What is considered skinny or underweight when it comes to body mass index?
Take a look at this chart. The information is from two big health institutions—the World Health Organization (WHO) and the US Centers for Disease Control and Prevention (CDC).
Let’s take the average male height at 5’8 or 176cm.
- Clinically underweight or dangerously skinny:
- BMI of 15, 16, 17, or 18
- 100–120 pounds (46–55kg)
Here’s the thing, though. In 2010, a study from the National Institutes of Health found that people were still getting negative health effects from being underweight even in the 18 and 19 BMI “normal” bodyweight category.
That means, people were still getting negative side effects from being skinny, even if they had a “normal” BMI.
So if you’re trying to avoid the health effects of being underweight, you ought to aim for getting a BMI of at least 20.
The BMI measurement isn’t perfect
It’s good to remember that the BMI measurement isn’t perfect. It has problems with shorter and taller people. And it doesn’t distinguish between muscle and fat.
For example, an elite athlete might be considered “overweight” in terms of BMI just because they carry a lot of muscle. They might otherwise have a perfect bill of health because they’re active, muscular, and put a high priority on health like eating well.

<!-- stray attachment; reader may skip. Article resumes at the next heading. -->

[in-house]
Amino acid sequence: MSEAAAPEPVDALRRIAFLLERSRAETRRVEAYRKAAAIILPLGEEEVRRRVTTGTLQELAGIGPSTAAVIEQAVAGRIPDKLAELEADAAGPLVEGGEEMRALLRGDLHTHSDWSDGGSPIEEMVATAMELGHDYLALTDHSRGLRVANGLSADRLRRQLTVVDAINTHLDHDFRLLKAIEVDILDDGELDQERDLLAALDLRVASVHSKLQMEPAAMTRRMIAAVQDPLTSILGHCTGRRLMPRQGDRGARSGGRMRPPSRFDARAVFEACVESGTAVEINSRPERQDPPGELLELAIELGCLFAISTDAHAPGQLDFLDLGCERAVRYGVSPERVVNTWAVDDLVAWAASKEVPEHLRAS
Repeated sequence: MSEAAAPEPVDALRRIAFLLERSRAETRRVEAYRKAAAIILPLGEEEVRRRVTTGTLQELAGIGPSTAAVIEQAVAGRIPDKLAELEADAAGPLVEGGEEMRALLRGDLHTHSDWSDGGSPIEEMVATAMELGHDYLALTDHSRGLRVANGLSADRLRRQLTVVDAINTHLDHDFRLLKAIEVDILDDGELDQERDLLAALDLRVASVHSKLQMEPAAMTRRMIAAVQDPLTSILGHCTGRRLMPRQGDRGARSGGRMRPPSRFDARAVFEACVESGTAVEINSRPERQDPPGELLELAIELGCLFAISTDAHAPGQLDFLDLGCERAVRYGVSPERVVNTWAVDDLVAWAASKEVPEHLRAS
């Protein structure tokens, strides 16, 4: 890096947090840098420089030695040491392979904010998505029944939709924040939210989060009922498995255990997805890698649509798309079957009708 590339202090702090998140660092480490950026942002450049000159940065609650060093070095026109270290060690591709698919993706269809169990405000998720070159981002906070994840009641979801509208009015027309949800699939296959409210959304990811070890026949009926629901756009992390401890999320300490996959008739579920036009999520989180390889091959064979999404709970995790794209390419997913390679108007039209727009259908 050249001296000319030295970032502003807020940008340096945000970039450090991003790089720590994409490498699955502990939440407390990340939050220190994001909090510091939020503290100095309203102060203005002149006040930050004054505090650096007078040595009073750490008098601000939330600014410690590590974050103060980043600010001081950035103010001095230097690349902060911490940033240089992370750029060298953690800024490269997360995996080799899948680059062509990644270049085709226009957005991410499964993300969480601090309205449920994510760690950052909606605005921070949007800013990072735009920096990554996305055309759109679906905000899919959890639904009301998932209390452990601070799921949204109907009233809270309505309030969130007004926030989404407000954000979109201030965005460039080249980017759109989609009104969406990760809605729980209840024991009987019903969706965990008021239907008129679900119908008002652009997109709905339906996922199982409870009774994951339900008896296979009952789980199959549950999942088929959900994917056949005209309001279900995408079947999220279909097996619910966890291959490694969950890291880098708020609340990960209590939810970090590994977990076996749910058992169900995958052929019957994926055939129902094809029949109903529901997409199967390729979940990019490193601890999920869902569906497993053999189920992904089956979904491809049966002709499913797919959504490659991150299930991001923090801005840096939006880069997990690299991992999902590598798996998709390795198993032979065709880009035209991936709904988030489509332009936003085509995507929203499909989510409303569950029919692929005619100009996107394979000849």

Saying goodbye to being skinny
My personal opinion: it’s worth fixing a skinny body
If you are skinny, I’d highly recommend working on fixing it. This isn’t coming from a place of condemnation or judgement but rather encouragement. I was dangerously skinny at one point in my life. I was 6.0 tall (183cm) at 130 pounds (59kg), making me clinically underweight, or dangerously skinny. Once I rapidly added over 30 pounds in one month in an experiment my roommate and I dubbed “Muscle May,” many of my health problems were erased (alopecia, tendonitis, feeling weak, etc.)
Moving from a Skinny BMI to a Normal BMI
If you’re skinny, ideally, that extra weight wouldn’t come from more fat, but from more muscle. Muscle is incredibly healthy as it plays a central role in metabolism and prevents a number of common diseases. (review)
Now, this may seem unbelievable at first, but skinny guys and gals can build muscle so fast, that it’s almost on a steroid-like level — the reason why is because they are very far from their genetic potential in terms of muscle mass. Their body is practically begging to build muscle, and just need the right stimulus (resistance training), the right nutrition (such as lots of protein), and the right amount of quality sleep. If you want to learn more about this phenomenon, check out this nerdy article on the science of “newbie gains.“
If you’re a skinny woman who wants to improve their BMI through muscle, check out Bony to Bombshell (full disclosure, I co-founded it.)
If you’re a skinny man who wants to improve their BMI through muscle, check out Bony to Beastly (co-founded).
If you’re either a skinny-fat guy or an extremely sedentary skinny guy, check out our brand new True Gains program. It’s designed for guys to build rapid amounts of muscle without getting fatter. It’s designed for those who sit a lot, such as desk workers or those who commute a lot.